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Thursday, September 28, 2006

Sumac Syrup



Now is the time to begin thinking about gathering sumac to dry for winter. I plan to dry some for use as a spice and as lemonade, as well as to make vinegar syrup now. Vinegar syrup can be made from just about any fruit and makes a delicious drink either hot or cold. Store corked in a cool place.

500 mL [2 cups] fruit or berries
500 mL [2 cups] vinegar I use white wine or distilled
1.1 L [4 1/2 cups] sugar

Steep the fruit and vinegar in a non-reactive pot for 8 days; the level of the vinegar should not submerge the fruit. Strain through a silk strainer [or a stocking]. Set aside 500 mL [2 cups] syrup.

In a bain marie [double boiler], dissolve the sugar and the syrup until there are no crystals left. Remove from the heat and let cool. Bottle. To serve, pour one part syrup for three parts water, cold or hot. Be ready for an amazing taste!

Recipe: A Taste of history: the origins of Quebec's gastronomy, Marc Lafrance & Yvon Deslonges. Canadian Parks Service, 1989, p.68.

See also: Sumac Lemonade

Friday, September 22, 2006

Asparagus Ice Cream, or how to get your kids to eat their vegetables!



For this month's Sugar High Friday, I offer a delightful taste and color combination, vegetables in ice cream--whoever heard of such a thing! Officers [cold kitchen cooks] in the 17th and 18th centuries, made ices from everything imaginable, including asparagus. As this recipe's creator found recipe here, Asparagus Ice Cream does taste a little like pistachio, so it's odd green color can be forgiven. Pairing it with strawberry coulis with a touch of balsamic vinegar is pure genius.

Strawberry Coulis with Balsamic Vinegar
300 g fresh strawberries
150 ml water
100 g icing sugar
15 ml lemon juice
25 ml balsamic vinegar

Wash the strawberries and place them in a blender;
add the water, icing sugar and lemon juice and blend everything together thoroughly;
place the coulis in a sauté pan and cook for a few minutes;
let cool for 5 minutes;
add balsamic vinegar to taste.

NB: This ice cream previously appeared as an entry in blog appetit!

Thursday, September 21, 2006

To Eat Before I Die . . .


Detail from 18thC Cahokia, Pays Illinois

Pascal stopped by on his way to market and we talked about many things over the fence—especially the types of food we would recommend to someone to eat before we die. My list included:

—Horseradish & crème fraîche eaten with the end cut from a roast of beef [with all the meat juices carmelized on the crispy edges] or with a slice of boiled tongue, either cold or hot.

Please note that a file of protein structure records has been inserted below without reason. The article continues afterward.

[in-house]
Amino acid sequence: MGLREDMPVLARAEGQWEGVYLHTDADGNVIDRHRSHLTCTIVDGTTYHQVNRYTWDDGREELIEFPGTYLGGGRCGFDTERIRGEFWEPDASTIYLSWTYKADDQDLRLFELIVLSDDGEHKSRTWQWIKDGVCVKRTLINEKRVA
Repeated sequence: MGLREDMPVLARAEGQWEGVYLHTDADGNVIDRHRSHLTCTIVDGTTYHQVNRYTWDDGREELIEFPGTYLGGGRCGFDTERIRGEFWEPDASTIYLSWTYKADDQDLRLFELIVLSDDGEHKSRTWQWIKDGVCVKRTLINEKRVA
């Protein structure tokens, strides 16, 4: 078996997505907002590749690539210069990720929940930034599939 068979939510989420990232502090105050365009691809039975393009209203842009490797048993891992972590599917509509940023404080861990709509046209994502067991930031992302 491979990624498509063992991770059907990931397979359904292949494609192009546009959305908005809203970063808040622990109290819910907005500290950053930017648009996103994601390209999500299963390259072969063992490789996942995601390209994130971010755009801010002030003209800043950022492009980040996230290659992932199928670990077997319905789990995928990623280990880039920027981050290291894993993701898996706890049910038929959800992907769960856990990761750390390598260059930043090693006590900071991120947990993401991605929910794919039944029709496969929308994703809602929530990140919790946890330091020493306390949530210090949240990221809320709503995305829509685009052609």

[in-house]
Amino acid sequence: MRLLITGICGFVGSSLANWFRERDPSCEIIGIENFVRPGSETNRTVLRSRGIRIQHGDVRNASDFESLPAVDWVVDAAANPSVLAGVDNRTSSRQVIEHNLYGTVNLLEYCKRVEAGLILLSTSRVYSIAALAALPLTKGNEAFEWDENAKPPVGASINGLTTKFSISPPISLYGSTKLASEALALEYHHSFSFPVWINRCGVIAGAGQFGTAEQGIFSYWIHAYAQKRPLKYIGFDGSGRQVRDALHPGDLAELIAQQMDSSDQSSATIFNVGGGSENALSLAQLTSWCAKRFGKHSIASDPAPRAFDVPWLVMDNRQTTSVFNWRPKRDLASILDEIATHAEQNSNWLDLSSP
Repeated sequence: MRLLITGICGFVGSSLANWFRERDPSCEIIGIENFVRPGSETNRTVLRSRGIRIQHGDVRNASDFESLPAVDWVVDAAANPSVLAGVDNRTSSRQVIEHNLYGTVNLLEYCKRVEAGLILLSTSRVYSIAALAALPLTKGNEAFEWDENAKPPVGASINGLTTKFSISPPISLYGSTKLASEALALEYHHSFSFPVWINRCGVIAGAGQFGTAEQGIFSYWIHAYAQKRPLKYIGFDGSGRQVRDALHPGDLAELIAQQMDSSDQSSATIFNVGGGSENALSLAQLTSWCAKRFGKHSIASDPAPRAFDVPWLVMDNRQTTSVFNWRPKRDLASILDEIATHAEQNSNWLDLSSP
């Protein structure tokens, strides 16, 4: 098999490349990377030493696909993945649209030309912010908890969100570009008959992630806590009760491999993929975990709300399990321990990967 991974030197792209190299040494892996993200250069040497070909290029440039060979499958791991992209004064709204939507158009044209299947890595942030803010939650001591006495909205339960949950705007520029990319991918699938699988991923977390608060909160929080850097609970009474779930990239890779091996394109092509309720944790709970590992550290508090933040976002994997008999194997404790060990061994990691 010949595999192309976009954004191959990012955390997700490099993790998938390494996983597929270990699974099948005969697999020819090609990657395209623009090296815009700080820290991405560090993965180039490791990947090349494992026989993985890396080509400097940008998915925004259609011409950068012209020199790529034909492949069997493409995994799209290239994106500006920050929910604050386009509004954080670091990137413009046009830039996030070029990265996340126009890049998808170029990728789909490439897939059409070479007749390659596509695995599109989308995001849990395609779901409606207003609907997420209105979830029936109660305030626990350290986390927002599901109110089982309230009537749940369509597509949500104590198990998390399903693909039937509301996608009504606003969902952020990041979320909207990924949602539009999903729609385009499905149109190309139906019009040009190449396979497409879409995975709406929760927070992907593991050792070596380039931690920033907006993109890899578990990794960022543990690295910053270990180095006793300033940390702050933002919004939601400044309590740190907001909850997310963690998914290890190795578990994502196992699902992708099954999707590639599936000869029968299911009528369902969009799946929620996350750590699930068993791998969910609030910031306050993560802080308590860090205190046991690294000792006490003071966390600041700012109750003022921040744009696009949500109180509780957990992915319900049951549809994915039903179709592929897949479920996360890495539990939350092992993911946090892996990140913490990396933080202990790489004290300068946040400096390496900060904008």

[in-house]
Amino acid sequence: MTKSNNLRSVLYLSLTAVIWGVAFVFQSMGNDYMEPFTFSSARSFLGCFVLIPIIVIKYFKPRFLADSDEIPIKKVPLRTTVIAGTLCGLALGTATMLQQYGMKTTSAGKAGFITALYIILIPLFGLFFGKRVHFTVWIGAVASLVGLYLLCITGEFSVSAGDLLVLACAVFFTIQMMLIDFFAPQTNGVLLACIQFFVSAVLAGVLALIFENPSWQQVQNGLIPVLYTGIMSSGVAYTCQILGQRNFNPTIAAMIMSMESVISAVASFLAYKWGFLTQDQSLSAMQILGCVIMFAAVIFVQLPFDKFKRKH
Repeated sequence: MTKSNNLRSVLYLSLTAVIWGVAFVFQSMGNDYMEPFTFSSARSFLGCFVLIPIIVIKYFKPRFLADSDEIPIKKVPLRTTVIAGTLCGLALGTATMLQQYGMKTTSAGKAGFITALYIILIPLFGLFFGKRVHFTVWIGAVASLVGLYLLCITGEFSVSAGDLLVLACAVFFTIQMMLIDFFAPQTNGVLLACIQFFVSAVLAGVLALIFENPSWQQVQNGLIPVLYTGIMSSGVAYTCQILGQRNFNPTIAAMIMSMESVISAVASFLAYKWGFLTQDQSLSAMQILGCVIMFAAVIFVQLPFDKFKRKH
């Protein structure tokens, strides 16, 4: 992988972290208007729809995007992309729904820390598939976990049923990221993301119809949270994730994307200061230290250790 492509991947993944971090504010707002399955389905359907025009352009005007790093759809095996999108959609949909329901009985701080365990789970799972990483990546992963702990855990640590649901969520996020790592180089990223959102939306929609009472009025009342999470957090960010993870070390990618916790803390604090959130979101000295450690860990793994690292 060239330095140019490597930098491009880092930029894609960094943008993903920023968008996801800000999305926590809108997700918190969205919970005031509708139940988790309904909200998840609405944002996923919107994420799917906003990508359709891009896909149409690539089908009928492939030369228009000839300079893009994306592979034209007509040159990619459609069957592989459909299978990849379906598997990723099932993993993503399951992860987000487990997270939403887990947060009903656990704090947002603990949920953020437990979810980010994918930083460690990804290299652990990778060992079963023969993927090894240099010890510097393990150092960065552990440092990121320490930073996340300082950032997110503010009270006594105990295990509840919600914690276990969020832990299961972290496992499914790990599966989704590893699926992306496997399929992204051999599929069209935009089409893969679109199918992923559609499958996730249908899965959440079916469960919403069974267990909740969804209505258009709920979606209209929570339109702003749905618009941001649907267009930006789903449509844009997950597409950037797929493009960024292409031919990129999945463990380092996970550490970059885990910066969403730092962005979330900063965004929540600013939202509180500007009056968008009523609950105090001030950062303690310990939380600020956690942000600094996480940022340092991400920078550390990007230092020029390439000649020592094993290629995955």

—Ice cream with rum-soaked fruit mixed in [spumoni], eaten with a small cup of very strong black coffee.

—A slice of charentais melon, fresh from the garden and sprinkled lightly with sea salt.

—A place in the shade after you’ve been working hard on a hot day and a cold glass of beer to quaff while eating a few salty tidbits.

—A group of friends with whom to sip a bit of your own homemade liqueur. My favorite is vin noix, green walnut wine.

Tuesday, September 05, 2006

Gizzard Salad - Cold or Hot





Home-style cooking, always frugal, sometimes adventuresome!

Out of Africa, this month's Paper Chef competition.

Prepare your ingredients: black bean paste, eggs, gizzards and something African.

Let your giblets [I used just gizzards, hearts and the neck] boil in good broth season’d with a bunch of fine herbs and salt: Then cut them into pieces and fry them in lard [I used Graisse Normande] , with parsly, chervil and a little white pepper: Lastly, having stew’d all with yolks of eggs, a little verjuice and the juice of a lemmon [I used black bean paste to deglaze the pan], dress your pottage upon the soaked crusts [bread soaked in broth--I used couscous from North African cuisine]. The same thing may do also done with the beatils [“small blessed objects” – meaning delicacies like cocks’ combs, lambstones, etc.] or tid-bits of other sorts of fowl.

The court & country cook, faithfully translated out of French into English by J. K. A. J. Churchill, London, 1702, p. 131-2

Cook couscous in broth left from gizzards. When done, arrange in a bowl or platter. Sieve several boiled eggs and arrange on top of couscous around the edges of the bowl. Place gizzards over remaining couscous in the center. Can be eaten cold as salad in Summer, or hot in the Winter.

Friday, September 01, 2006

Eggs with Gravy or à la Huguenotte


In honor of the Holy Days of September, an 8-day festival once kept by Huguenots in 1713 beginning on the first Friday evening in September [as evidenced by their liturgy], I give you eggs [poached] in gravy, known as Oeufs à la Huguenote. This is a perfect dish to celebrate EOMEOTE, end-of-the-month-egg-on-toast-eggstravaganza.

Eggs with Gravy or à la Huguenotte
Let some mutton-gravy or any other sort be put into a hollow dish, and when 'tis hot,; break your eggs into it either au Miroir [To break egg on a mixture of moderately hot butter and oil {otherwise, gravy}. To finish with the furnace so that a film is formed on the yellows.] or mingled together [scrambled]: season them with salt, nutmeg and lemmon-juice, and pass the red-hot fire-shovel [salamander] over them, to give them a good color.

Use toast or bread to sop up every unctious drop--a truly decadent dish of soul food!

The court & country cook, faithfully translated out of French into English by J. K. A. J. Churchill, London, 1702, p. 117.

Oeufs au jus, ou à la Huguenote
Mettez jus de mouton ou autre, sur une assiette creuse; & étant chaud, cassez-y vos oeufs, ou au miroir, ou broüillez; assaisonnez de sel, muscade, jus de citron; & passez la péle rouge par-dessus pour leur donner couleur.


Le cuisinier royal et bourgeois, Massialot. Paris, 1691, p. 451-2.
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